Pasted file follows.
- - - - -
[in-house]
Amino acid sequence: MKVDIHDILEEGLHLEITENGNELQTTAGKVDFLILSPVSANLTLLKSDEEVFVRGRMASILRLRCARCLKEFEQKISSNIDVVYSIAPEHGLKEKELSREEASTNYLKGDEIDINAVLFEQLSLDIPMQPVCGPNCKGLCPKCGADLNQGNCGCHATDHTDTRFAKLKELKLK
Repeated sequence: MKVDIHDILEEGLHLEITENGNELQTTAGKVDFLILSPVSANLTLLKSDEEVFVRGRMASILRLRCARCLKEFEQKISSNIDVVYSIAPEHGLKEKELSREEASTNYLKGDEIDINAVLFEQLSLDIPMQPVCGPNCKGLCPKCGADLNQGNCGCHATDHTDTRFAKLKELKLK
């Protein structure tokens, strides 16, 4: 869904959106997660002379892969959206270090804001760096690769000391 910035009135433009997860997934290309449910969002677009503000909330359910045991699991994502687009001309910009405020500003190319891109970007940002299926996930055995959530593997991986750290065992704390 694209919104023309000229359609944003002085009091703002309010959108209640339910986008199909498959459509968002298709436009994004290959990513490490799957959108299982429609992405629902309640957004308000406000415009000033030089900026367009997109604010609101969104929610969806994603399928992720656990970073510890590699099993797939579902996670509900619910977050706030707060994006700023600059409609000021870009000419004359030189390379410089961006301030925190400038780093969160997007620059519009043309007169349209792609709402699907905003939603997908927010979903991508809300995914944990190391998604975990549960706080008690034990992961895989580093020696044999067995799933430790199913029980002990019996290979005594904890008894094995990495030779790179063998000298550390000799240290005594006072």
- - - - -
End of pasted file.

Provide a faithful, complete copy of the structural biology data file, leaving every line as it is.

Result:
[in-house]
Amino acid sequence: MKVDIHDILEEGLHLEITENGNELQTTAGKVDFLILSPVSANLTLLKSDEEVFVRGRMASILRLRCARCLKEFEQKISSNIDVVYSIAPEHGLKEKELSREEASTNYLKGDEIDINAVLFEQLSLDIPMQPVCGPNCKGLCPKCGADLNQGNCGCHATDHTDTRFAKLKELKLK
Repeated sequence: MKVDIHDILEEGLHLEITENGNELQTTAGKVDFLILSPVSANLTLLKSDEEVFVRGRMASILRLRCARCLKEFEQKISSNIDVVYSIAPEHGLKEKELSREEASTNYLKGDEIDINAVLFEQLSLDIPMQPVCGPNCKGLCPKCGADLNQGNCGCHATDHTDTRFAKLKELKLK
């Protein structure tokens, strides 16, 4: 869904959106997660002379892969959206270090804001760096690769000391 910035009135433009997860997934290309449910969002677009503000909330359910045991699991994502687009001309910009405020500003190319891109970007940002299926996930055995959530593997991986750290065992704390 694209919104023309000229359609944003002085009091703002309010959108209640339910986008199909498959459509968002298709436009994004290959990513490490799957959108299982429609992405629902309640957004308000406000415009000033030089900026367009997109604010609101969104929610969806994603399928992720656990970073510890590699099993797939579902996670509900619910977050706030707060994006700023600059409609000021870009000419004359030189390379410089961006301030925190400038780093969160997007620059519009043309007169349209792609709402699907905003939603997908927010979903991508809300995914944990190391998604975990549960706080008690034990992961895989580093020696044999067995799933430790199913029980002990019996290979005594904890008894094995990495030779790179063998000298550390000799240290005594006072």